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Aspirin and lung cancer


Clinical bottom line

This study and others show an association between the use of aspirin and lower incidence of, and mortality from, lung cancer.


KB Moysich et al. Regular aspirin use and lung cancer risk. BMC Cancer 2002 2:31 (


The study population was individuals at a cancer institute between 1982 and 1998 who agreed to complete a comprehensive epidemiological questionnaire. There were 868 with primary incident lung cancers. Controls were 935 individuals randomly selected from a pool of over 7,000 individuals receiving treatment for non-cancer conditions.

The questionnaire covered use of tobacco, alcohol, family history, occupational and environmental expose, medical history, and diet. Also included were questions assessing aspirin use, about how much was taken, how often, and for how long.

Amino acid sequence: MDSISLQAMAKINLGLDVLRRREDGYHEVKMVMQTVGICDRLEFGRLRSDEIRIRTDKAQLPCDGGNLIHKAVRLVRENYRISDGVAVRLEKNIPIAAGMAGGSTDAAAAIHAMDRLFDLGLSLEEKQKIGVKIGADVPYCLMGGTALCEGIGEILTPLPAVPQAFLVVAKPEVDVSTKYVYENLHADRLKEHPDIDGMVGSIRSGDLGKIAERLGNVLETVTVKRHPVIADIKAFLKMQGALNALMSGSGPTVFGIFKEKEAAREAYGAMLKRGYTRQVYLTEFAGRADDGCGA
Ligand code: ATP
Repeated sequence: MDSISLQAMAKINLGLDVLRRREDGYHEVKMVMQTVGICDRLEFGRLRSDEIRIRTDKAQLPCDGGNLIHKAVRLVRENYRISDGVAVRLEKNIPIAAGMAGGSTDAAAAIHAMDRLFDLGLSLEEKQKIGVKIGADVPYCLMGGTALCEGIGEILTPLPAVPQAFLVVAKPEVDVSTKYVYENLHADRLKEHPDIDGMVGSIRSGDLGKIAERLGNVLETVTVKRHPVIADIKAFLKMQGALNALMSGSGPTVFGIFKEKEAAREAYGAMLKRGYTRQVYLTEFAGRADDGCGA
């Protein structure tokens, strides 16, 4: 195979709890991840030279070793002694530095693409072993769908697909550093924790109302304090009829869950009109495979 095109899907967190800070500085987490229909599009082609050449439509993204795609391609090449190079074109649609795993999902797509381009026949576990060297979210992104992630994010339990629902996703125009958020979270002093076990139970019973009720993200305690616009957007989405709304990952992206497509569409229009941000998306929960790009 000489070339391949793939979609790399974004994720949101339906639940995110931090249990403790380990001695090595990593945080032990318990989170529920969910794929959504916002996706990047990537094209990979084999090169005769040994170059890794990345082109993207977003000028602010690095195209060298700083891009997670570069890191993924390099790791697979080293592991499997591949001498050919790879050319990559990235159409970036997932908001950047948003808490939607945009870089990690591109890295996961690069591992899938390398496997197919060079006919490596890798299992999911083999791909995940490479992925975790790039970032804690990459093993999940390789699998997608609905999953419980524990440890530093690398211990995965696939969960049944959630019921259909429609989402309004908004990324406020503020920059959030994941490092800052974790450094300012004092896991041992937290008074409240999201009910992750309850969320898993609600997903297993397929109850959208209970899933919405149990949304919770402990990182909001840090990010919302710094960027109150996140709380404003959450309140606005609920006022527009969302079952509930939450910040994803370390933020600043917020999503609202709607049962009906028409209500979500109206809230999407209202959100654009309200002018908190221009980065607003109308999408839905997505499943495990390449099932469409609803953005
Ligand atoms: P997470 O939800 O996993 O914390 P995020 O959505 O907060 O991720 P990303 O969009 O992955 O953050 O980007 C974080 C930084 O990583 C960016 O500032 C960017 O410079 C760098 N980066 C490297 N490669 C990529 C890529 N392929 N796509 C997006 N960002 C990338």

The average age of cases and controls was 62 years, and about 40% were women. Compared to non-users, regular aspirin users (self-reported use at least once a week for at least one year) had a lower rate of lung cancer. For women the odds ratio adjusted for age and pack years of cigarettes was 0.52 (0.29 to 0.95) and for men it was 0.62 (0.43 to 0.90). Overall the adjusted odds ratio was 0.57 (0.41 to 0.78).

There was no strong association with regularity of use, amount of aspirin used, or duration of aspirin use. The effect was statistically significant in those smoking least (less than 34 pack years), and was not significant in higher levels of cigarette use.


A summary of other published studies is also given in this paper. Of nine studies, including the current one, eight showed significant reductions in lung cancer incidence with aspirin use for at least one outcome.